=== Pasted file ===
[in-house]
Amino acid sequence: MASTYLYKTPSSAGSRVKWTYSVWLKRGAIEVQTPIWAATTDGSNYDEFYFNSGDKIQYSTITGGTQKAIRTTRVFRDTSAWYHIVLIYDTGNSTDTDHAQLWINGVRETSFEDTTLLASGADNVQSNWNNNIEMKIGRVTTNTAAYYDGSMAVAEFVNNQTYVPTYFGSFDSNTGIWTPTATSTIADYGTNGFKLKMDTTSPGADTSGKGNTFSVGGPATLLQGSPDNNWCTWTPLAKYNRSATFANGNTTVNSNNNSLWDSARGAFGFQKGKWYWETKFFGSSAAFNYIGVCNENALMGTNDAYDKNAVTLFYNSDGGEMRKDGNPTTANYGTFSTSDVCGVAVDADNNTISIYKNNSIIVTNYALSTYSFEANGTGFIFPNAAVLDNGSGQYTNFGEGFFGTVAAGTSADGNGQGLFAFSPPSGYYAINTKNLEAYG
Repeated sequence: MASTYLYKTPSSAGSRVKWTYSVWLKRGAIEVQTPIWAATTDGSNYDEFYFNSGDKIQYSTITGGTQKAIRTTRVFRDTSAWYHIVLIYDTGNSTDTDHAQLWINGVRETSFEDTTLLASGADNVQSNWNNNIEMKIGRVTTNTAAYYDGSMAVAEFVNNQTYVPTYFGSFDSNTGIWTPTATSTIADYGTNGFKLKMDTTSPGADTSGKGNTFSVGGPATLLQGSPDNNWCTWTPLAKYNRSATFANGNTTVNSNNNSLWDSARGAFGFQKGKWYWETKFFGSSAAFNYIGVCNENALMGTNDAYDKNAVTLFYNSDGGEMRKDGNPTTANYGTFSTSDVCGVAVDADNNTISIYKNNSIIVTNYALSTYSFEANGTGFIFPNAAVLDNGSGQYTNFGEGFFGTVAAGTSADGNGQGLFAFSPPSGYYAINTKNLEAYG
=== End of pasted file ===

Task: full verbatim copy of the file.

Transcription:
[in-house]
Amino acid sequence: MASTYLYKTPSSAGSRVKWTYSVWLKRGAIEVQTPIWAATTDGSNYDEFYFNSGDKIQYSTITGGTQKAIRTTRVFRDTSAWYHIVLIYDTGNSTDTDHAQLWINGVRETSFEDTTLLASGADNVQSNWNNNIEMKIGRVTTNTAAYYDGSMAVAEFVNNQTYVPTYFGSFDSNTGIWTPTATSTIADYGTNGFKLKMDTTSPGADTSGKGNTFSVGGPATLLQGSPDNNWCTWTPLAKYNRSATFANGNTTVNSNNNSLWDSARGAFGFQKGKWYWETKFFGSSAAFNYIGVCNENALMGTNDAYDKNAVTLFYNSDGGEMRKDGNPTTANYGTFSTSDVCGVAVDADNNTISIYKNNSIIVTNYALSTYSFEANGTGFIFPNAAVLDNGSGQYTNFGEGFFGTVAAGTSADGNGQGLFAFSPPSGYYAINTKNLEAYG
Repeated sequence: MASTYLYKTPSSAGSRVKWTYSVWLKRGAIEVQTPIWAATTDGSNYDEFYFNSGDKIQYSTITGGTQKAIRTTRVFRDTSAWYHIVLIYDTGNSTDTDHAQLWINGVRETSFEDTTLLASGADNVQSNWNNNIEMKIGRVTTNTAAYYDGSMAVAEFVNNQTYVPTYFGSFDSNTGIWTPTATSTIADYGTNGFKLKMDTTSPGADTSGKGNTFSVGGPATLLQGSPDNNWCTWTPLAKYNRSATFANGNTTVNSNNNSLWDSARGAFGFQKGKWYWETKFFGSSAAFNYIGVCNENALMGTNDAYDKNAVTLFYNSDGGEMRKDGNPTTANYGTFSTSDVCGVAVDADNNTISIYKNNSIIVTNYALSTYSFEANGTGFIFPNAAVLDNGSGQYTNFGEGFFGTVAAGTSADGNGQGLFAFSPPSGYYAINTKNLEAYG